Lightning as a Power Source: Pulling Energy Out of Thin Air

What if electricity for your home or business was free, a service provided by mother nature, like air or rainwater? There’d be no need for power lines. Municipal generators would disappear. Best of all, there’d be no electric bills! True, advocates of solar, wave and wind power have been doing this for the last several decades. But, suppose there was another, cheaper way which could work at night, away from the ocean and without wind.

LightningPhoto: phatman

Imagine! Pulling electricity literally out of thin air. We’ve all seen the power of lightning, flashing across the sky in thunderstorms. Most of us have read the story of Benjamin Franklin, the early American statesman who captured electricity with a metal key by attaching it to the string of kite while it flew in a lightning storm. Now, suppose that someone could invent a panel which capture that same electricity out of the air, not just during the storm, but before and after the storms as well, all the while collecting it as usable electrical power. In fact, this was attempted in the years between 1901 and 1917, by an electrical engineer named Nikola Tesla. He designed the first wireless telecommunications mechanism which was called the Wardenclyffe Project. Also known as the Tesla Tower, the project aimed to make communication across the Atlantic faster.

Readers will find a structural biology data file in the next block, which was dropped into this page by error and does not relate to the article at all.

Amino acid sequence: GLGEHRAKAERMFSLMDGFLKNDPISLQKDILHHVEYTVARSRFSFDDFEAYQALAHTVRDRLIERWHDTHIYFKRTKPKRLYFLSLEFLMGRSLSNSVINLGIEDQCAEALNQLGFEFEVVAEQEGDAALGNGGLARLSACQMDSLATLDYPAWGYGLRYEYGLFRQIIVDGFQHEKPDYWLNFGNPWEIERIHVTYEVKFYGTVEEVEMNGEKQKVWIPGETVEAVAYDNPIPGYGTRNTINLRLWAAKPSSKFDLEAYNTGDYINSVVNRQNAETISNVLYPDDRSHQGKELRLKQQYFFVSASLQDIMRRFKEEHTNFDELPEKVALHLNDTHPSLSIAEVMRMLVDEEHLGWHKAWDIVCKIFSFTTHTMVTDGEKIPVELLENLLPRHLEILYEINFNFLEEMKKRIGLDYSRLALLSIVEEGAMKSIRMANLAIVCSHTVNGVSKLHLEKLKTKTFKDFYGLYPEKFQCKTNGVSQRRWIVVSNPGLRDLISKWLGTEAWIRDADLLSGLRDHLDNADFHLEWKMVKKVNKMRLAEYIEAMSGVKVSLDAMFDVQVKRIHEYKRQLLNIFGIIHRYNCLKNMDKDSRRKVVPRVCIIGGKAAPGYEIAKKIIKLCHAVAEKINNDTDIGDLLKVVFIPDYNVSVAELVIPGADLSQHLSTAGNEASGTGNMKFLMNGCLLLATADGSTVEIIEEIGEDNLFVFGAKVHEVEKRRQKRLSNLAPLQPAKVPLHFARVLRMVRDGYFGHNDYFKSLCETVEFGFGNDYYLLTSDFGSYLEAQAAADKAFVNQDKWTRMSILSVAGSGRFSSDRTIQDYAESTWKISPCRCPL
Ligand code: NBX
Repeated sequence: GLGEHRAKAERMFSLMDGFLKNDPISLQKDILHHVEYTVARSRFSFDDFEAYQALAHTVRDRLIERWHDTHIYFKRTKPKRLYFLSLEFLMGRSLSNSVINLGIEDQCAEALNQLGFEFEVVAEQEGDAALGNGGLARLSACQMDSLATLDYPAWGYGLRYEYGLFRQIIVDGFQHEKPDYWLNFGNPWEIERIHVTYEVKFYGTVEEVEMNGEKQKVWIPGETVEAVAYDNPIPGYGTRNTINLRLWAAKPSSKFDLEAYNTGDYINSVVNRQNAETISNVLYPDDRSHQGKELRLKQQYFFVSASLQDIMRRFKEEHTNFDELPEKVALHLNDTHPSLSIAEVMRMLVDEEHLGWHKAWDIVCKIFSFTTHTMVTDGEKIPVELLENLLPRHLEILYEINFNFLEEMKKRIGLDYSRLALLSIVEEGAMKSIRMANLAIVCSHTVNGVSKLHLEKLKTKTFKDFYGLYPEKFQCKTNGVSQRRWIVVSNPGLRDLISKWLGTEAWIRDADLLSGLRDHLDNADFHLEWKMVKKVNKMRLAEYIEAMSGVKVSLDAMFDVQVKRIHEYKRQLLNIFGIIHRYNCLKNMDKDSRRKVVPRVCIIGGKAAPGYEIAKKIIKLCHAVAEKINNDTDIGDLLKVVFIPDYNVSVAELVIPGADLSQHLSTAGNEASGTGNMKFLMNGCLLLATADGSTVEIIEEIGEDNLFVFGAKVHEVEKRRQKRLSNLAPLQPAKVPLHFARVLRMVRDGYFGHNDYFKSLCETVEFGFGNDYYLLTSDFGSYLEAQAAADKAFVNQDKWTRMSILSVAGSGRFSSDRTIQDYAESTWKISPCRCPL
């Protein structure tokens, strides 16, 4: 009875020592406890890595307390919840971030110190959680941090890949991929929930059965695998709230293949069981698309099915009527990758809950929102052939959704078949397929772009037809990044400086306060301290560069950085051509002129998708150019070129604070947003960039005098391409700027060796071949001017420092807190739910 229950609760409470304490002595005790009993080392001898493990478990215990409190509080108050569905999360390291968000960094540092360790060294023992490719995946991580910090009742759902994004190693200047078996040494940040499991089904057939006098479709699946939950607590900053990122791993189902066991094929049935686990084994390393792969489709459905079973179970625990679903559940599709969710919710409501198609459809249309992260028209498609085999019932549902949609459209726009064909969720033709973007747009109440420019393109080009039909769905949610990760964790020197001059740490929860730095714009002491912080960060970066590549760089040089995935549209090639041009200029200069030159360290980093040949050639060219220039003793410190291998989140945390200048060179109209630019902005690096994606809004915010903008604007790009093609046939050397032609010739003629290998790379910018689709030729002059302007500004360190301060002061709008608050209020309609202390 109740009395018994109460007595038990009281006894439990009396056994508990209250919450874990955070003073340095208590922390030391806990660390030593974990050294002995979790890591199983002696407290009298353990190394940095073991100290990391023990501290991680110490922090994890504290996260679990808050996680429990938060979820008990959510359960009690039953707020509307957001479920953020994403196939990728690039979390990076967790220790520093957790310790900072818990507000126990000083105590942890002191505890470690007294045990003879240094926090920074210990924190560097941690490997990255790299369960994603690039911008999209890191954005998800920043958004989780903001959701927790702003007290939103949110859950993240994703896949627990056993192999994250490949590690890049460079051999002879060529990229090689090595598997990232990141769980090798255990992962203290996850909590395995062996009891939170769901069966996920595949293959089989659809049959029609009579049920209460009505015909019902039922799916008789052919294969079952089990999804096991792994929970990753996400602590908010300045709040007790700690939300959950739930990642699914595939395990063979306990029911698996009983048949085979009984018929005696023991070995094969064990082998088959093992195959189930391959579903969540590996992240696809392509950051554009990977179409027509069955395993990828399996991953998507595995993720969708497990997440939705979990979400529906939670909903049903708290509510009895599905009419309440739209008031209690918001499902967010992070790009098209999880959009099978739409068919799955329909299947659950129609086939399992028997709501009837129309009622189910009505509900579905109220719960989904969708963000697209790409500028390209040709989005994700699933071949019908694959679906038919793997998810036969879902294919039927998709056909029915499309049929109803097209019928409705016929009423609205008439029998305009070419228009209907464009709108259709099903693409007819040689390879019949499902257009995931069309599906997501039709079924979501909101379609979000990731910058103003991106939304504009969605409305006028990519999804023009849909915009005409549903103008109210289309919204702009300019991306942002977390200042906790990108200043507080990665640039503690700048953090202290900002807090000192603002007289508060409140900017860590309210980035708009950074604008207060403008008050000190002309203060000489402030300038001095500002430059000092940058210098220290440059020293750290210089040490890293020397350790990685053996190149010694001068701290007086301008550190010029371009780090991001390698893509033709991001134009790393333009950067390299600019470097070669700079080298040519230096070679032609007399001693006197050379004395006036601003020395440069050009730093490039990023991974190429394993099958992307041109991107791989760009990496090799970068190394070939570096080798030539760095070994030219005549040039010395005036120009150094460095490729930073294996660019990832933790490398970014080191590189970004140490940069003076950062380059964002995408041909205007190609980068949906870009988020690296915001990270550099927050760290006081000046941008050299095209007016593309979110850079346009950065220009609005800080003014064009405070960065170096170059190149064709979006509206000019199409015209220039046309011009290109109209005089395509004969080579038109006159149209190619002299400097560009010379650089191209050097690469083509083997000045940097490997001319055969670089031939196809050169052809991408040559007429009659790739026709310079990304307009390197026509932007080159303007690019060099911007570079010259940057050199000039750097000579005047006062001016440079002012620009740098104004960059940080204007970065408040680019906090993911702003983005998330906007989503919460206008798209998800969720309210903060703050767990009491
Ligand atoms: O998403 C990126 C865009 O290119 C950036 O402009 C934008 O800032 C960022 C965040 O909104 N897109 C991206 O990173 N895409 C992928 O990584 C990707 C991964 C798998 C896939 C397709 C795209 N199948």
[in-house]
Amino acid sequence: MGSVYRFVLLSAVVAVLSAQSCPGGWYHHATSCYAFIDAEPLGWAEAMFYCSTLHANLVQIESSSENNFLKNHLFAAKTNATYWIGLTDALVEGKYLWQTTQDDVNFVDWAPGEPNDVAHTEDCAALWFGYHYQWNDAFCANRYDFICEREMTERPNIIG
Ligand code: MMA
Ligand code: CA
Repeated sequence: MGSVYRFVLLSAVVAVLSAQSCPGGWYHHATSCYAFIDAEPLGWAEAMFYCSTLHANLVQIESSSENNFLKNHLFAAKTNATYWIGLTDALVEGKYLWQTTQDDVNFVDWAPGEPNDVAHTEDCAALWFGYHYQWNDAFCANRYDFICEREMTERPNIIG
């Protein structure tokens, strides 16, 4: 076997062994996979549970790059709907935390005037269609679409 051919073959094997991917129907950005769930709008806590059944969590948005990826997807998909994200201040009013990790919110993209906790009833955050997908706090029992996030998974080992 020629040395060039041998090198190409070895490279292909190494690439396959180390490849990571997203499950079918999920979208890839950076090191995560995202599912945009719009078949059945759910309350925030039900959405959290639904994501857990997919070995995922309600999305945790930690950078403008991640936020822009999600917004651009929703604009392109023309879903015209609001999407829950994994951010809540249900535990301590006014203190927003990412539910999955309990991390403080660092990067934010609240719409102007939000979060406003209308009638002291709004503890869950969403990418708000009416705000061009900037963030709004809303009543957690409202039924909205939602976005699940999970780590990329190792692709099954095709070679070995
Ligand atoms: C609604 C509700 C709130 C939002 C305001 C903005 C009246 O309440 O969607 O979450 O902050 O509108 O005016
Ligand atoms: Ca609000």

The Tesla Tower was able to generate a substantial electrical current by using the potential energy which lies in the differences between high and low elevations of the atmosphere. Though the tower showed early signs of promise, it never reached full operational capacity and, due to financial problems, the core facility was never completed. In August of 2010, at the 240th National Meeting of the American Chemical Society, a team of researchers led by Fernando Galembeck, of the University of Campinas in Brazil, presented a report detailing how the team discovered latent electrical charge in the atmosphere. Galembeck said his team found “clear evidence that water in the atmosphere can accumulate electrical charges and transfer them to other materials it comes into contact with… We are calling this [process] Hygroelectricity.”

In a manner similar to solar collectors, scientists hope to develop panels which could be used on buildings to harness electricity from the atmosphere before it becomes lightning. Just as solar cells work best in sunny areas, current designs suggest that hygroelectric panels would work more efficiently in areas with high humidity. This would be advantageous to places like Ireland, the UK and the American Pacific Northwest where rain is almost as frequent as sunlight.